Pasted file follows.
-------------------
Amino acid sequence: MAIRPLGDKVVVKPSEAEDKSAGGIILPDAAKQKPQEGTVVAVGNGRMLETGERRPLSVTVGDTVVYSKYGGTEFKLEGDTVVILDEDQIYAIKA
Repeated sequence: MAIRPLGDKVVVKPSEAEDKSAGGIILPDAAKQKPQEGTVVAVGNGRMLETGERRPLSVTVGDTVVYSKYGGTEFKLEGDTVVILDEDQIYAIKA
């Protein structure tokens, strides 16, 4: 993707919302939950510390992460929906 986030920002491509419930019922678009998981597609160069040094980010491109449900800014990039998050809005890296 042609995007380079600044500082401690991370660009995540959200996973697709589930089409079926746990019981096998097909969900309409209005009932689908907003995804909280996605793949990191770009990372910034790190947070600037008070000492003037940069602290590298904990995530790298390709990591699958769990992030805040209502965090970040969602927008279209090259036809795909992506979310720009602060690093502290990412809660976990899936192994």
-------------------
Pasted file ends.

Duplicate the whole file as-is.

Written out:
Amino acid sequence: MAIRPLGDKVVVKPSEAEDKSAGGIILPDAAKQKPQEGTVVAVGNGRMLETGERRPLSVTVGDTVVYSKYGGTEFKLEGDTVVILDEDQIYAIKA
Repeated sequence: MAIRPLGDKVVVKPSEAEDKSAGGIILPDAAKQKPQEGTVVAVGNGRMLETGERRPLSVTVGDTVVYSKYGGTEFKLEGDTVVILDEDQIYAIKA
């Protein structure tokens, strides 16, 4: 993707919302939950510390992460929906 986030920002491509419930019922678009998981597609160069040094980010491109449900800014990039998050809005890296 042609995007380079600044500082401690991370660009995540959200996973697709589930089409079926746990019981096998097909969900309409209005009932689908907003995804909280996605793949990191770009990372910034790190947070600037008070000492003037940069602290590298904990995530790298390709990591699958769990992030805040209502965090970040969602927008279209090259036809795909992506979310720009602060690093502290990412809660976990899936192994």